Investors sent stocks modestly higher Friday, embracing a sluggish gross domestic product reading that was nonetheless better than expected, hoping that falling oil prices would help spur the economy. The major indexes all finished the week higher.
The 2.8 percent GDP growth in the second quarter, a revision from the 3 percent preliminary figure reported in July, is a far cry from the 4.5 percent growth in the first quarter. However, the figure was slightly better than the 2.7 percent expansion economists had forecast.
That gave investors hope that this week’s drop in oil prices could spark stronger economic growth for the current quarter. Still, with the Republican National Convention next week and traditionally slow trading in August, volume on the major markets remained extremely low, and any boost in stocks would be seen as tentative at best, analysts said.
“This is really anemic,” said Chris Johnson, director of quantitative analysis at Schaeffer’s Investment Research in Cincinnati. “That’s letting a bit of volatility come into the market, but so far this week, it’s been on the upside. So when everyone comes back in September, at least we’ll be working in a slightly higher market.”
The Dow Jones industrial average was up 21.60, or 0.2 percent, at 10,195.01.
Broader stock indicators were modestly higher. The Standard & Poor’s 500 index was up 2.68, or 0.2 percent, at 1,107.77, and the Nasdaq composite index gained 9.17, or 0.5 percent, to 1,862.09.
For the week, the Dow gained 0.8 percent, the S&P was up 0.9 percent and the Nasdaq rose 1.3 percent. It was the second straight week of gains for the Nasdaq and the third straight week higher for the Dow and S&P.
Oil prices once again dominated the week’s trading, which was extremely light as most investors stayed out of the market until after the convention. After oil topped a record $49 per barrel last week, falling prices enticed a few risk-tolerant bargain hunters back into the market. The October contract for light crude settled at $43.18 per barrel, up 8 cents, on the New York Mercantile Exchange on Friday.
Economists said the second quarter GDP growth was hampered by energy costs, which the Commerce Department said kept many consumers from spending as much on goods and services. The GDP growth was also restrained by the nation’s ballooning trade deficit, which showed that what money consumers were spending was heading to overseas companies.
Consumer belt tightening was echoed in the latest consumer sentiment index reading from the University of Michigan. The index stood at 95.9 in August, down from 96.7 in July. Oil prices were widely blamed for the drop in consumer sentiment, but investors hoped that this week’s drop would become part of a larger trend that would entice consumers to open their wallets again.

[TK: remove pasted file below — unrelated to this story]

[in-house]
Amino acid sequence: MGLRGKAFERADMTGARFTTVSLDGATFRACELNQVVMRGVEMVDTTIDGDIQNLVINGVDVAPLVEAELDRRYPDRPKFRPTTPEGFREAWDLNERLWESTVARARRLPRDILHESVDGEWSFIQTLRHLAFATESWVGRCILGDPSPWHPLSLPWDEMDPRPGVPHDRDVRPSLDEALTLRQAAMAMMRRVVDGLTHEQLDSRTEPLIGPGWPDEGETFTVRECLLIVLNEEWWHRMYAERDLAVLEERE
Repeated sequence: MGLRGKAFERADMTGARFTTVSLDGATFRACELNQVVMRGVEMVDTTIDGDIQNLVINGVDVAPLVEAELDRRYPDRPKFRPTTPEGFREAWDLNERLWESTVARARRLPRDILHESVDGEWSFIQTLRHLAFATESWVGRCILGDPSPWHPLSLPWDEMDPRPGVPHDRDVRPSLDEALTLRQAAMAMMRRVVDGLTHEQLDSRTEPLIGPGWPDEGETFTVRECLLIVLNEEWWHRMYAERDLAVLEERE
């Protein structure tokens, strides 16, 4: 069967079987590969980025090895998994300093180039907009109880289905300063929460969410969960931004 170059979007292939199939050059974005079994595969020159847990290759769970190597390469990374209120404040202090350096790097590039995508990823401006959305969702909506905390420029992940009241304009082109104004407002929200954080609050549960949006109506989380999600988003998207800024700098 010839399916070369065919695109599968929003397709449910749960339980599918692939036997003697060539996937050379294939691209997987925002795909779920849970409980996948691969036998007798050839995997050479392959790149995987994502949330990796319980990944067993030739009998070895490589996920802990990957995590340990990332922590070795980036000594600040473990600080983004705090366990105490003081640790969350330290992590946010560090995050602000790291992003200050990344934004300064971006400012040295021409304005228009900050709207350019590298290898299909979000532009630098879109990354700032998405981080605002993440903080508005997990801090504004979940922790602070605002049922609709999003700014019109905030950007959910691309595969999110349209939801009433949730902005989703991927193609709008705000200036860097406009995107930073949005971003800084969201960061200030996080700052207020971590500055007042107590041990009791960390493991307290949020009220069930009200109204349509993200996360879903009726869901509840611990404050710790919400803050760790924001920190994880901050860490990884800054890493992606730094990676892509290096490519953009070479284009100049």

Falling energy costs have also given corporate America reason to hope after a weaker second quarter. The Commerce Department reported that after-tax corporate profits fell $11.3 billion in the second quarter, as compared to the first quarter. Profits were still up 17.9 percent year over year.
“It’s such a mix of news today, and that really doesn’t help us out,” said Scott Wren, equity strategist for A.G. Edwards & Sons. “There’s no clarity in terms of inflation, with the oil prices and GDP, and there’s really not much clarity in terms of earnings growth.”
Chattem Inc., maker of consumer healthcare and hygiene products, rose $1.34 to $30.26 after it boosted its third-quarter earnings outlook and reduced its estimate of settlement costs related to class-action lawsuits over its Dexatrim diet pills.
Microchip equipment maker Novellus Systems Inc. lowered its earnings and sales estimates due to low demand, prompting Lehman Brothers to cut its second-half estimates for the company. Novellus was nonetheless up 53 cents at $25.18.
Pharmaceutical company Chiron Corp. tumbled $4.08 to $43.41 after it said deliveries of flu vaccines would be delayed due to contamination issues. The news led brokerages Deutsche Bank and Robert W. Baird to cut their ratings on the company.
Advancing issues outnumbered decliners by nearly 2 to 1 on the New York Stock Exchange, where volume was very light.
The Russell 2000 index of smaller companies was up 4.42, or 0.8 percent, at 551.67.
Overseas, Japan’s Nikkei stock average rose 0.7 percent. In Europe, Britain’s FTSE 100 closed up 0.8 percent, while Germany’s DAX index and France’s CAC-40 both gained 0.5 percent for the session.